Logo of Phnom Penh Post newspaper Phnom Penh Post - Breaking: Australian nurse and two Cambodians get 18 months in landmark surrogacy case

Breaking: Australian nurse and two Cambodians get 18 months in landmark surrogacy case

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Surrogacy suspects Samrith Chakriya (L) and Tammy Davis-Charles(R) are escorted outside after their bail appeal hearing in March in Phnom Penh. Heng Chivoan

Breaking: Australian nurse and two Cambodians get 18 months in landmark surrogacy case

Australian nurse Tammy Davis-Charles has been found guilty in Cambodia's landmark surrogacy trial. 

Davis-Charles and her two Cambodian co-accused – nurse Samrith Chakriya and commerce ministry official Penh Rithy – were sentenced to 18 months in prison for their roles in Cambodia's much-maligned surrogacy industry.

Davis-Charles was also ordered to pay a fine of 4 million riel, or about $1,000, while Chakriya and Rithy were each fined 2 million riel, or $500. 

The shock verdict from Phnom Penh Municipal Judge Sor Lina comes in the absence of a law on surrogacy, which the government is still drafting. 

The three were charged with being intermediaries between a pregnant woman and an adoptive parent, and fraudulently obtaining documents, such as birth certificates.

Davis-Charles founded Fertility Solutions PGD and operated out of Thailand until a crackdown on the controversial industry following the 2014 “Baby Gammy” case forced her and other surrogacy agents into neighbouring Cambodia.

Defendants in Cambodia's landmark surrogacy case at Phnom Penh Municipal Court earlier today.
Defendants in Cambodia's landmark surrogacy case at Phnom Penh Municipal Court earlier today.

The industry flourished but was shrouded in secrecy, with parents desperate for their own biological children paying around $50,000 for the process, with around $10,000 going to Cambodian surrogate mothers, many of whom live in poverty.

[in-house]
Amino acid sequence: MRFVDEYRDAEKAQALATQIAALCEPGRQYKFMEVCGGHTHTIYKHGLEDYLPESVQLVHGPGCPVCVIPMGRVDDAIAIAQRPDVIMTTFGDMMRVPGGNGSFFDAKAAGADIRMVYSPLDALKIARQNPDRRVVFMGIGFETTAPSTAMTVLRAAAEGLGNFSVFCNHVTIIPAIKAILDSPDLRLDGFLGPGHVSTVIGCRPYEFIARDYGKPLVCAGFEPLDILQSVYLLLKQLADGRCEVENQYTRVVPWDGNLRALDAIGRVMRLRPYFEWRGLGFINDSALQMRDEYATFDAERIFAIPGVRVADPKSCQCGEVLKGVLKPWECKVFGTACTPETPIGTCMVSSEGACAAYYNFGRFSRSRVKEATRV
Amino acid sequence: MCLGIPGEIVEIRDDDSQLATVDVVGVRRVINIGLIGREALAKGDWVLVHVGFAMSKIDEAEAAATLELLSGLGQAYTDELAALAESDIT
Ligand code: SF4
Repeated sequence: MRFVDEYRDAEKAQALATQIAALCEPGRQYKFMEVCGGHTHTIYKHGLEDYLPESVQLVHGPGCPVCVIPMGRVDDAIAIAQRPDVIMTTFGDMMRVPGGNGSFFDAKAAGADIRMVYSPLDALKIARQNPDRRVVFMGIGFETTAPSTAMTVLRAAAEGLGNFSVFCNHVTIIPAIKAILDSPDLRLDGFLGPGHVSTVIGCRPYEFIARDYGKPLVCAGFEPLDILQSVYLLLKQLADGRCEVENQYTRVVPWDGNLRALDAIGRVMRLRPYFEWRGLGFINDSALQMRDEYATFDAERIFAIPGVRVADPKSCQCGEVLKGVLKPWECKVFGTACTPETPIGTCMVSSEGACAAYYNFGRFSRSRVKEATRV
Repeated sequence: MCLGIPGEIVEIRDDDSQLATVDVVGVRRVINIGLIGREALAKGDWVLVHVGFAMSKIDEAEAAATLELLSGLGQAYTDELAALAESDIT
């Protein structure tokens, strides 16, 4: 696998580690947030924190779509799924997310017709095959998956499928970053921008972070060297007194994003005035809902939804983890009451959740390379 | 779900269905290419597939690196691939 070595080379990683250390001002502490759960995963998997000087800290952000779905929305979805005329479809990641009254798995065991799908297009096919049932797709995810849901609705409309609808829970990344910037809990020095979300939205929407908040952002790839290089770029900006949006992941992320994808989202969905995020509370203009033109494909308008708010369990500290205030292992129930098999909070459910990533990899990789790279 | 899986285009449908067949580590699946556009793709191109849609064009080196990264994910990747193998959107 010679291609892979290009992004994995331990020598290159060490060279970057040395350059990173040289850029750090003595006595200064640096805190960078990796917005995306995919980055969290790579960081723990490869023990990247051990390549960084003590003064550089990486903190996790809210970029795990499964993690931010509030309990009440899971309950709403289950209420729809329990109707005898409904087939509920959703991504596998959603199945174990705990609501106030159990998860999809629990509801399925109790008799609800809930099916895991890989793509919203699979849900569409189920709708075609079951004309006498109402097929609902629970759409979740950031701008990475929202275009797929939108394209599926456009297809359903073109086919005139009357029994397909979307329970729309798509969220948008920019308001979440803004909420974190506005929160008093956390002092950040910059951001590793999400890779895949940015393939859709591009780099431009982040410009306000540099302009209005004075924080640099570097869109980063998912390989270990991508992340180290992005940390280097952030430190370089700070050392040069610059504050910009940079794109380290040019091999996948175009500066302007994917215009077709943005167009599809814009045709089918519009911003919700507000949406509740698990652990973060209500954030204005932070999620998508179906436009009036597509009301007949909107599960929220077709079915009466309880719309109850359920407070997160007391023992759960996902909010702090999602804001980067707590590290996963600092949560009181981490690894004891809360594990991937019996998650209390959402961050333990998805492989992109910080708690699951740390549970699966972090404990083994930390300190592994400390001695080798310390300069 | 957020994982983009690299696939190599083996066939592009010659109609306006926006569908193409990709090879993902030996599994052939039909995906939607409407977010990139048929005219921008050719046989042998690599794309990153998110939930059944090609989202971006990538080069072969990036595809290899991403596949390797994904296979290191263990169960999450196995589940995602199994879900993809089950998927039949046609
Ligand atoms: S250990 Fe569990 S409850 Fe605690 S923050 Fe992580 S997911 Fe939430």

The Ministry of Health issued a snap ban on the practice in October last year. Davis-Charles, Chakriya and Rithy were arrested just weeks later.

Davis-Charles claimed to have tended to surrogates in her capacity as a nurse, paid them and signed their contracts with intended parents as a witness, but she denied she recruited surrogates or falsified documents.

She assisted 23 Cambodian surrogates during their pregnancies, with 18 of those carrying children for Australians.

In the final day of their hearing last month, Davis-Charles and Chakriya made tearful pleas for their release. Davis-Charles said she hadn’t seen her young twin boys – who were born through surrogacy in Thailand – for the eight months of her incarceration. She also said she was suffering in prison with cancer in her left eye. 

Chakriya previously told the Post she had no idea her work as a nurse and translator for Davis-Charles could lead to her arrest, and begged to be reunited with her now one-year-old daughter, who was just a few months old at the time of her arrest.

Following the ban, officials earlier this year announced guidelines for parents to take children born through surrogacy out of the country, which involve submitting paperwork, the involvement of Cambodian courts and a DNA test. The guidelines were officially given to foreign embassies last week, and require parents to provide the Cambodian government with yearly updates on their child’s physical and mental development.

More updates to follow.

A timeline of surrogacy in the Kingdom:

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